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Groundhog Day Trivia

Updated on September 2, 2012

February 2nd is Groundhog Day, and to honor Punxsutawney Phil, I thought I’d share a little trivia about this special day. We all know that if the groundhog sees his shadow, winter will last six more weeks, but I found a more details. Here are a few tidbits:

1. Groundhog Day began in the 19th century in America and Canada with Germans settlers and immigrants. It’s an old European tradition that originally used badgers or bears for the predication.

2. There is an old Celtic festival known as Imbolc which is similar and celebrated on February 1st.

3. The earliest American reference to it was from James Morris of Berks County, Pennsylvania on February 4, 1841. He wrote that on February 2 the local Germans celebrated Candlemas with the groundhog predicting the length of winter.

4. Local tradition and custom says that the accuracy of the predication is around 90%, but in reality it’s more along the lines of 37%.

5. The tradition is possibly derived from the collision of the Julian and Gregorian calendars around 1582 AD. The two calendars differ by a few weeks and one slowly overtook the other in Catholic countries over the next few hundred years creating confusion about farming dates and seasons.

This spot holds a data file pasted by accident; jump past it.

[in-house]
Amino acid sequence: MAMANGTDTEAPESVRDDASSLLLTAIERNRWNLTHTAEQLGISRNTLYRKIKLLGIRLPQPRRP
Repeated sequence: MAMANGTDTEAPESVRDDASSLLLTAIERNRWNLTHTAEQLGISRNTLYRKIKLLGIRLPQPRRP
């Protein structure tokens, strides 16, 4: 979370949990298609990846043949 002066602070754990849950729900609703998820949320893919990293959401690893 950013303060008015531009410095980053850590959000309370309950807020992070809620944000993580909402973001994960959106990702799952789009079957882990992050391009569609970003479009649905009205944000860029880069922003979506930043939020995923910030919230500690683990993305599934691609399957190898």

6. The first official Groundhog Day was in Punxsutawney, Pennsylvania on February 6, 1886. The celebration is still held there annually and is the largest one.

7. The following English poem seems to be an influence on the tradition in Scotland:

As the light grows longer.

The cold grows stronger

If Candlemas be fair and bright

Winter will have another flight

If Candlemas be cloud and rain

Winter will be gone and not come again

A farmer should on Candlemas day

Have half his corn and half his hay

On Candlemas day if thorns hang a drop

You can be sure of a good pea crop

Here in California, six more weeks of winter doesn’t seem to mean much. But it’s still another traditional day that is fun to celebrate. Happy Groundhog Day Phil!


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